Meal kit deliveries are nothing new, and plenty of meal kit businesses have popped up over the years in Malaysia.
Unfortunately, none of those businesses seem to have lasted.
Perhaps it’s because the Malaysian crowd just isn’t ready for the concept, even almost a decade later. Eating out can also be relatively inexpensive as we’re often spoilt for choice with options such as food courts, warungs, and hawker centres.
Whatever the reason, it hasn’t stopped another Malaysian business from attempting to make the concept work. Going by the name of Freshable and launched in late 2022, they believe they’re doing something different compared to the other businesses that have tried before.
Before being founders of Freshable, Cecily, Henry, and Adeline were friends who had known each other for 20 years.
The idea for the business came from CEO Adeline’s experience in the import and distribution industry.
“I have another business started 10 years ago importing and distributing food and beverages to supermarkets, hotels, and restaurants in Malaysia,” the CEO explained. “I was thinking about how I can exit the business in the future when I talked to Henry.”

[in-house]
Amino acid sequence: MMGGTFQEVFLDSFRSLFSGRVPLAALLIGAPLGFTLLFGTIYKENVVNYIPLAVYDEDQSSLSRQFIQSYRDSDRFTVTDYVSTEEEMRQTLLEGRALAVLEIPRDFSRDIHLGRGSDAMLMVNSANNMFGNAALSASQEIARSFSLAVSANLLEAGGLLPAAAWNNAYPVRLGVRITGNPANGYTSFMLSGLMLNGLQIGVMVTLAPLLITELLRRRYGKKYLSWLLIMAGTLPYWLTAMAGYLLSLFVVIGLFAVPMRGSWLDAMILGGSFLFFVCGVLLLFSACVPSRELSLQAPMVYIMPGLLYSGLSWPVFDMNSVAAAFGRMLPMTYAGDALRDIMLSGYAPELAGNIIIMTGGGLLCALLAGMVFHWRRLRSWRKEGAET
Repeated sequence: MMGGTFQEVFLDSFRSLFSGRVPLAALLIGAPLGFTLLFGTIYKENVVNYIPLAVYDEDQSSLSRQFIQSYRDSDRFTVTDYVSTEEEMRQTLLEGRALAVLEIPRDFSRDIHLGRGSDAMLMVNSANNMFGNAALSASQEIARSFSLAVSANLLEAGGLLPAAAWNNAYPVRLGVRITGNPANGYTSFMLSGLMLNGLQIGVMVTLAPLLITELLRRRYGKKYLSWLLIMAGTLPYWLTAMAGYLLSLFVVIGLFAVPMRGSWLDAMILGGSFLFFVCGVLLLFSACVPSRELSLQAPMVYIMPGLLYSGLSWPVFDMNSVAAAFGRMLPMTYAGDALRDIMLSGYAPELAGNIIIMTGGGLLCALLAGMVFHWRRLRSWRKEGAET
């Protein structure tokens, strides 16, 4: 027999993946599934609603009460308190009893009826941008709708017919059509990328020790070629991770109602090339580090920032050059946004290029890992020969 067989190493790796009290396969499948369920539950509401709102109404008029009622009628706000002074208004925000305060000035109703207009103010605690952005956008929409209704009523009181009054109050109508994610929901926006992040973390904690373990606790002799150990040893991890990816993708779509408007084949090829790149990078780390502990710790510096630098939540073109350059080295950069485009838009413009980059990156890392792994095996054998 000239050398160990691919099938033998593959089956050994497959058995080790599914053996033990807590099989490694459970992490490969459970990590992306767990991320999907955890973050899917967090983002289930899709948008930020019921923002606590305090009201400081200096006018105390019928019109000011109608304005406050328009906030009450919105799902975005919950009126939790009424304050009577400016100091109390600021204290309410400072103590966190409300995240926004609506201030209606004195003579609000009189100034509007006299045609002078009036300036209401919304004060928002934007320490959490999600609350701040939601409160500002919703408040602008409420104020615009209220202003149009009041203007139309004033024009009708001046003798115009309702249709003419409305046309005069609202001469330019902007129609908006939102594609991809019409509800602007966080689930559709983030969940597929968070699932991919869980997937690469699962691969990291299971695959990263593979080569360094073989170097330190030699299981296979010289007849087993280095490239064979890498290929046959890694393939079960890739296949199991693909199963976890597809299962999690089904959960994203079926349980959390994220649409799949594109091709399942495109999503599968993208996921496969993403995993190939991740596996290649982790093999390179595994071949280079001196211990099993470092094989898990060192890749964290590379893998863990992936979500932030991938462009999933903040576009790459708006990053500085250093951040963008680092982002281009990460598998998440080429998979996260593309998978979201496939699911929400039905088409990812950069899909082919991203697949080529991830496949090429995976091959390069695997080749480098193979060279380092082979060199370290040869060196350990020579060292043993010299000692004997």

That’s when Henry gave her the idea of leveraging her current business network and knowledge in importing and distributing to start up something related to IT. Prior to her import and distribution business, Adeline had been in the IT industry for over 10 years.
Taking Henry’s advice, she began researching and learning about meal kit businesses in overseas markets with her other friend, Cecily.
Realising that the concept synchronised perfectly with her importing business, Freshable was created.
A recipe for success?
As ambitious and experienced as Adeline is, the meal kit industry hasn’t shown remarkable potential in Malaysia.
When asked to address the failed attempts of other businesses to operate locally, Adeline mused, “There could be a lot of reasons why the other meal kit businesses have not been able to take off.”
However, she believes that how Freshable operates sets them apart from those businesses.
For one, leveraging her past expertise in the food industry, the team has been able to source directly from manufacturers, growers, and farmers.
Freshable also caters to the health-conscious crowd, allowing customers to choose healthy options depending on their dietary requirements.
Adeline said, “Our current menu provides alternatives that are free of gluten and refined sugars, as well as low carb, keto, vegetarian, vegan, heart-smart, and diabetic-friendly recipes.”